Israel is not a typical country. Its prominence includes a rise in population over its 70 years of history, from less than 800,000 to more than 9,000,000. There have been wars in 1948, 1956, 1967, 1969, 1973, 1982, and 2006, several prominent military operations in response to West Bank intifadas or provocations from Gaza, and uncounted terror attacks before, between, and after all of those. The weight of the state is heavier than any other western democracy in the defense sector, as is its dependence on outside aid from the US government, Germany, and private contributions.

It’s the one Jewish country, with tensions among the 78 percent of the population that is Jewish, not all of it recognized as such by the Rabbinate. Orthodox, ultra-Orthodox, traditional, and secular Jews tend to cluster in different political parties, and argue about military service, the sacredness of Sabbath and religious holidays, and support for settlement in the occupied territories and for the large families of ultra-Orthodox whose men prefer to study rather than to work.

And by being Jewish, it’s been dependent on aid from overseas Jews. This was heavy in the early years of the country, and currently is much lighter. But its politicians and major investors continue to rely on outsiders for aid and investment. Ehud Olmert found himself in jail due to envelopes of cash from overseas. And currently one of the charges against Benjamin Netanyahu concerns gifts requested and received from Israelis or outsiders with interests that the Prime Minister could help them with.

American and European Jews do not hesitate to express themselves on Israeli issues. Insofar as a majority of the outsiders are non-Orthodox and a majority of the insiders are Orthodox or ultra-Orthodox, it should be no surprise that disputes about doctrine and observance are prominent in the tensions. The Western Wall is especially important. Years ago the government designated a small portion of the wall as to be open for non-Orthodox observance, but increasing its size awaits implementation.

Netanyahu has support from outside, but he’s also been accused of leading Israel in a supernationalist, and even fascist direction. It’s fairly clear that he opposes the creation of a Palestinian State, and this comes up against international (Jewish and other) commitments to a Two-State solution. He’s also been targeted, perhaps unfairly, for supporting the excessive construction of homes in the West Bank and even East Jerusalem, and for supporting the inclusion in coalition parties of far rightists and even Kahanists.

The demise of the Labor Party is one trait of contemporary Israel that requires comment. It’s now with six Knesset seats. That’s five percent of the total. Down from what had once been the dominant party, and more recently a contender for national leadership. Party leader, Avi Gabbay, has announced his retirement–not only from the leadership but as well from Israeli politics. He won’t be running in the upcoming party primary.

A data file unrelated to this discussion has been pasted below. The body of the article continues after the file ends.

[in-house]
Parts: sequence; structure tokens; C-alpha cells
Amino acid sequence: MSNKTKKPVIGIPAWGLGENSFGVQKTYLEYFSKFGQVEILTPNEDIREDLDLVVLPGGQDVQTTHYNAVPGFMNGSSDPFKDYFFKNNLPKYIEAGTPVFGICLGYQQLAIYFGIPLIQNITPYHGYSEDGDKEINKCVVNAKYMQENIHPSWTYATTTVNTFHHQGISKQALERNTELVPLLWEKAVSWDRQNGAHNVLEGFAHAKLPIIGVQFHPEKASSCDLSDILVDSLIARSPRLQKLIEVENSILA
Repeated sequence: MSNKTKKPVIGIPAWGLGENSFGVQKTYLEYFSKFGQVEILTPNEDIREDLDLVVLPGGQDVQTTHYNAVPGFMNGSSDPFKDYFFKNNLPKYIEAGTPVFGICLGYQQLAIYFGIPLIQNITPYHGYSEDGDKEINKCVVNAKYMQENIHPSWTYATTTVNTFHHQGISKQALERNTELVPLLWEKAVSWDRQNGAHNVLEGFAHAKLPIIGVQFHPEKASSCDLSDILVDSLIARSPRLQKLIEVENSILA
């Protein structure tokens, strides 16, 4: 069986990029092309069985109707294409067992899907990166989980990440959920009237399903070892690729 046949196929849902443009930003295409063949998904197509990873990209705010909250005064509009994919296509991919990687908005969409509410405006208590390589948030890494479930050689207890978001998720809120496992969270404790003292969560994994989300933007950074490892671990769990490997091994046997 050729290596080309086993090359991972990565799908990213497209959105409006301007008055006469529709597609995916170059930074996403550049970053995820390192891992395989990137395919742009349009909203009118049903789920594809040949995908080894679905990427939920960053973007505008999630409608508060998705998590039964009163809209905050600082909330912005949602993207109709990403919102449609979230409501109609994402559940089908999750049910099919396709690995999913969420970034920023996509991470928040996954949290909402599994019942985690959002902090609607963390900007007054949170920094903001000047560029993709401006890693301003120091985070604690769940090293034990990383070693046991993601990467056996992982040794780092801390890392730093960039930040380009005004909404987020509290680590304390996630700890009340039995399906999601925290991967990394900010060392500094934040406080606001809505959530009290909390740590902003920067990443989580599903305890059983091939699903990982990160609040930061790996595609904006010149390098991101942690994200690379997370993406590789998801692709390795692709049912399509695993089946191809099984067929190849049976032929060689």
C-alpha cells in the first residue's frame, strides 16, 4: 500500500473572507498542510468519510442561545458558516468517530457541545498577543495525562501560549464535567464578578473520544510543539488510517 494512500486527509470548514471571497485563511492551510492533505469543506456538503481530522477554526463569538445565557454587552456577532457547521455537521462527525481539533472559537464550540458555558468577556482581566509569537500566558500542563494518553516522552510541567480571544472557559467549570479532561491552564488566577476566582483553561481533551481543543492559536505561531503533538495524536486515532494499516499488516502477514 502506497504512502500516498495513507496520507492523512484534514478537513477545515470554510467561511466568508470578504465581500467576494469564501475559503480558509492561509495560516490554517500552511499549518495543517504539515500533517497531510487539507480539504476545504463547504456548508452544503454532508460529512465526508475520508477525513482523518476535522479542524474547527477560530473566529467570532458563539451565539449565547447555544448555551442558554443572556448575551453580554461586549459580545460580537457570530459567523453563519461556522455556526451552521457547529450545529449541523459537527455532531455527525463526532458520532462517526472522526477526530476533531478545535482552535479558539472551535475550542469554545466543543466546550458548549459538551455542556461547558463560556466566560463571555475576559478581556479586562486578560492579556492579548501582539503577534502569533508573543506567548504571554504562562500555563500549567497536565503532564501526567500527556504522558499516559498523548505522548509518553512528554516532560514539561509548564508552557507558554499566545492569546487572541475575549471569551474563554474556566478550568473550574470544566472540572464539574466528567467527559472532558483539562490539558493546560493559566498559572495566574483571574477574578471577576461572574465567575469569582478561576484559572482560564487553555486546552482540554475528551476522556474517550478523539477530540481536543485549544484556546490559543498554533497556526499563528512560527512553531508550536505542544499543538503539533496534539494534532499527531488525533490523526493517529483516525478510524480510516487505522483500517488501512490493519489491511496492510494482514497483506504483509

In contrast to Likud, Labor is anything but united. It’s a noisy party, with constant criticism of its direction and its leader. Gabbay is the 11th turnover in party leadership since Rabin’s assassination in 1995.

Currently the government is wrestling with quarrels about the appointment of temporary ministerial jobs, as well as a pressingly large government debt. Neither the attitude of the Finance Minister nor the approaching election are reasons for increasing taxes, so the effort is to find cuts in expenditures. But the election itself will be costly. And an association of parents is opposed to cutting subsidies for education. It’s not an easy choice. We’ll see how it’ll be muddled.

And restiveness in Gaza, with a continuation of balloons with incendiary devices as well as a rocket attack. A month ago, facing Independence Day and the Eurovision contest, the Israeli government had agreed to a cease fire without insisting on the halting of weekend demonstrations and the balloons. Now Israel has retaliated, so we’re again at the starting point of tensions, and how to deal with them. Without the pressure of Independence Day and Eurovision.

But it won’t be a final solution. There is no such thing in connection with Gaza. What to do with two million restive Palestinians right over the border, with a terrorist organization in leadership, and the area closed by Israel on one side and Egypt on the other. No place to put the people. No one wants them. Most would be happy working in Israel, but how to tell the good guys from the rest?

Avigdor Lieberman brought us to the second election in a half year, with his opposition to the Haredim, yet his continued support for Netanyahu. Now that seems to have changed, along with other signs of weakness in Likud. Lieberman has endorsed a government of unity–between Blue White and Likud–without the ultra-Orthodox, and presumably without Netanyahu. That would represent a shift from right to center, and perhaps with Labor if it makes it over the minimum to get into the Knesset.

Like any other country?

Name it.

Republished from San Diego Jewish World